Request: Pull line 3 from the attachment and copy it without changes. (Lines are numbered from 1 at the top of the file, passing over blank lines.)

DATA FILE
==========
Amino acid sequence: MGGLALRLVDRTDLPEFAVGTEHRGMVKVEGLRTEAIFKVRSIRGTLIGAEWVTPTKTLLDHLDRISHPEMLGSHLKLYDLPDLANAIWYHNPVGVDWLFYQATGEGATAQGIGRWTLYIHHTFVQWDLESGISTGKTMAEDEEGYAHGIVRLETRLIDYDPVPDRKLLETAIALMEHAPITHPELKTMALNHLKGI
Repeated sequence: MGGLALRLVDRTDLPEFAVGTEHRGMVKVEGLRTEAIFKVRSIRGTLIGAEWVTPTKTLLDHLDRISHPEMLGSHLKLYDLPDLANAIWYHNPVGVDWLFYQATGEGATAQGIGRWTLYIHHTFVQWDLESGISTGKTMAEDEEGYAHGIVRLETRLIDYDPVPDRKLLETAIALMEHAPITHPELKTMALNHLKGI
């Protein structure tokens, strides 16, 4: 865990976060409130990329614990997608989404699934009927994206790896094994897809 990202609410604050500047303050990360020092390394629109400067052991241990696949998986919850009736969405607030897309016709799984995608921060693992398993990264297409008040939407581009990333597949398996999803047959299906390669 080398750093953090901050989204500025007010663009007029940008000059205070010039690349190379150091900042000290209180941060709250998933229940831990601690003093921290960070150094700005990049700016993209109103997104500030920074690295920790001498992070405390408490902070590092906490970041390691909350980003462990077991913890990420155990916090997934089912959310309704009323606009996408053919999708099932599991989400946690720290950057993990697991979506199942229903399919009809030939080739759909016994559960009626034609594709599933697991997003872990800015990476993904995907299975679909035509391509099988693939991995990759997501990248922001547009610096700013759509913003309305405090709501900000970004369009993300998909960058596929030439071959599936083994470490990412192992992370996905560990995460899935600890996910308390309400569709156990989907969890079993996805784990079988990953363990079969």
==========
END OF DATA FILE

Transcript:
């Protein structure tokens, strides 16, 4: 865990976060409130990329614990997608989404699934009927994206790896094994897809 990202609410604050500047303050990360020092390394629109400067052991241990696949998986919850009736969405607030897309016709799984995608921060693992398993990264297409008040939407581009990333597949398996999803047959299906390669 080398750093953090901050989204500025007010663009007029940008000059205070010039690349190379150091900042000290209180941060709250998933229940831990601690003093921290960070150094700005990049700016993209109103997104500030920074690295920790001498992070405390408490902070590092906490970041390691909350980003462990077991913890990420155990916090997934089912959310309704009323606009996408053919999708099932599991989400946690720290950057993990697991979506199942229903399919009809030939080739759909016994559960009626034609594709599933697991997003872990800015990476993904995907299975679909035509391509099988693939991995990759997501990248922001547009610096700013759509913003309305405090709501900000970004369009993300998909960058596929030439071959599936083994470490990412192992992370996905560990995460899935600890996910308390309400569709156990989907969890079993996805784990079988990953363990079969």